A single Dream... Tolkien QuoteTo start with you need dreams – as Tolkien said one dream is more powerful than anything real, but to harness that power you need to do something to make those dreams reality, so you can grow and dream loftier and higher desires. 

I began life as a contemplative dreamer…a quiet, shy child with an imagination that spanned so many ideas. It took until I was thirty to turn those gossamer dreams into concrete goals, but I did, and now I’m working hard to keep those dreams-turned-goals alive!


There is a difference between gossamer dreams and concrete goals.

Putting something in writing or into action changes the aspect of a dream…

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The Max Power Book Awards ; My five star reads…


Selkie 110I’m thrilled that #Selkie has been included in the #MaxPowerAwards #fivestar #reads. To discover more of his #recommendations, check out his blog.

Maxpower's Blog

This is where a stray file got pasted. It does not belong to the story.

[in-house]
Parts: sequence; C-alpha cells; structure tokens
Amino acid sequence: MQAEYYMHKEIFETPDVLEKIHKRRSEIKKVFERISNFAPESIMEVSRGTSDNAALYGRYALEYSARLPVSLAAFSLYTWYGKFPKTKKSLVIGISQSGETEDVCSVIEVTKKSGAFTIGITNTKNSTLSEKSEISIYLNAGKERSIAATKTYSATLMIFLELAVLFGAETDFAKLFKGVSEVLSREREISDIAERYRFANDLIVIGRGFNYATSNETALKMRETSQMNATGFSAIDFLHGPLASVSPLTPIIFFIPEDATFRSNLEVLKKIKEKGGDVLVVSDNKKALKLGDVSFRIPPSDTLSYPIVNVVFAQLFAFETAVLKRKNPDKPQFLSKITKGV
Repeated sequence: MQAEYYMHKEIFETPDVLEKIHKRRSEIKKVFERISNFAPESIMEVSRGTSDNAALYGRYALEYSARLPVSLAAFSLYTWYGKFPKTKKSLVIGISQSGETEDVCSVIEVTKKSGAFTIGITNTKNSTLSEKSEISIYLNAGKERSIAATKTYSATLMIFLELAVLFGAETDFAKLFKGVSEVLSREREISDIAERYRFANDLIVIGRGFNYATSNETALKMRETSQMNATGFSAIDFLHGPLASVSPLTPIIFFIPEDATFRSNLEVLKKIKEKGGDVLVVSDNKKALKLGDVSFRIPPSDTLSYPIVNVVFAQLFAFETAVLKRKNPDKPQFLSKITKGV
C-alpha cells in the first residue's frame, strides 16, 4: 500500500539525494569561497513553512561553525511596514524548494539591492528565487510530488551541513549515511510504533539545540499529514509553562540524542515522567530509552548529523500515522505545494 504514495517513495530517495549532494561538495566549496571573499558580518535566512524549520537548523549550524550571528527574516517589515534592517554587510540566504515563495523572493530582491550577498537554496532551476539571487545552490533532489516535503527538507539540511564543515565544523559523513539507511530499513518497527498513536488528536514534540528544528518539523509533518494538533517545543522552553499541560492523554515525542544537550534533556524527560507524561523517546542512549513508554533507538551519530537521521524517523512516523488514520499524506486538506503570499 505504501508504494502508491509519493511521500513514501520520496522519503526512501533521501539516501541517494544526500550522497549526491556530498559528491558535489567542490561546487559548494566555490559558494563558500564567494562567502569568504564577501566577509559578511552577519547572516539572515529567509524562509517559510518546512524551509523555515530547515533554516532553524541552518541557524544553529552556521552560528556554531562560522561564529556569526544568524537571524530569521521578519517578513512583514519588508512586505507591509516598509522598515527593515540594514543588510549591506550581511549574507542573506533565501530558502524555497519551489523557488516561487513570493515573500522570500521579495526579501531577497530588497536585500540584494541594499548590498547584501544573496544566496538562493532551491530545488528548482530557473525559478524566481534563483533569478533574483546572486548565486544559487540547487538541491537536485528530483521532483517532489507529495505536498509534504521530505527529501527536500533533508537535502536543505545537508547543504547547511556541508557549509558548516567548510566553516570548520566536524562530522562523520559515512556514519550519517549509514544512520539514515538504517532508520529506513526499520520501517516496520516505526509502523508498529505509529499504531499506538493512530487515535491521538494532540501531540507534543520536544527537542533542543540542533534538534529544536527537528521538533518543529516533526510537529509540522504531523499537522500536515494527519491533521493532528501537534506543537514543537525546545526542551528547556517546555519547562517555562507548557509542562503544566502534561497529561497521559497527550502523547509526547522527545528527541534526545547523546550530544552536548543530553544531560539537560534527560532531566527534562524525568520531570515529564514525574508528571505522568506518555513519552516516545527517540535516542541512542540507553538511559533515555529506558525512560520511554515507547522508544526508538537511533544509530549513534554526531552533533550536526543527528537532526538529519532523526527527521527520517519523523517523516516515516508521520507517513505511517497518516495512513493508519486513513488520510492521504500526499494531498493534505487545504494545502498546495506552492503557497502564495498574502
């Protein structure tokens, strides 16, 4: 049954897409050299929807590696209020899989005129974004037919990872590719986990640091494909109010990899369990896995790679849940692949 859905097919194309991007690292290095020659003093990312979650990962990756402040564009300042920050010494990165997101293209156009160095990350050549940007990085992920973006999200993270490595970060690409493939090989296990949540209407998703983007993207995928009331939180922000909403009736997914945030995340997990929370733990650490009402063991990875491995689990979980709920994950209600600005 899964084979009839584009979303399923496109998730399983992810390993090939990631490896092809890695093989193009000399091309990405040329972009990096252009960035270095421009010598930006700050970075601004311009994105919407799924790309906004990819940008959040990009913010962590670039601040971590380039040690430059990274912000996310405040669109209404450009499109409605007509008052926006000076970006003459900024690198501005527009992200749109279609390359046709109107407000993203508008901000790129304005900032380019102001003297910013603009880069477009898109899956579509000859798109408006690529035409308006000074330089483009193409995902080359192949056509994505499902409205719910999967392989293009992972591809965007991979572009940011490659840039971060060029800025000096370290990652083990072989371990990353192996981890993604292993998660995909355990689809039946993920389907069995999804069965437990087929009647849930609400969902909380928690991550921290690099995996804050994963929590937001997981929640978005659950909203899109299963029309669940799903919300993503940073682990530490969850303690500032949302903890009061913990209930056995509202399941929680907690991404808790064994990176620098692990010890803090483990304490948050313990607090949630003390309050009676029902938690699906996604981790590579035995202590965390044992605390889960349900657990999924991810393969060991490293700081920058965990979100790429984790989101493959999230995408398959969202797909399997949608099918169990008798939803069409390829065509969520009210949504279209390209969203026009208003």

In advance of the 2015 Max Power Book Awards I would like to remind book lovers of some of the great books I have read by reposting here some of the five star reads I have enjoyed on the way to posting my 100th review on amazon. Pick one of these wonderful Indie books today and discover a whole new world of talent.



5.0 out of 5 starsEnjoyable and original, December 12, 2014

Refreshingly, here is an author comfortable with dialogue and narrative in equal measure, unafraid to have a unique voice and in the process Katerina Sestakova Novotna has written a creative and original collection of short stories. I say short, some are longer than I would traditionally expect from short stories but if anything their detail only enhances the reading experience.

With what is clearly a strong understanding and relationship…

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Myths, Mysteries and Coming of Age: An Interview with Author Julia Lund


I was delighted that after reviewing my novel, Selkie, earlier this year, author Andrew Updegrove, who writes fine quality fiction, asked me if he could feature an interview with me on his blog. Here it is …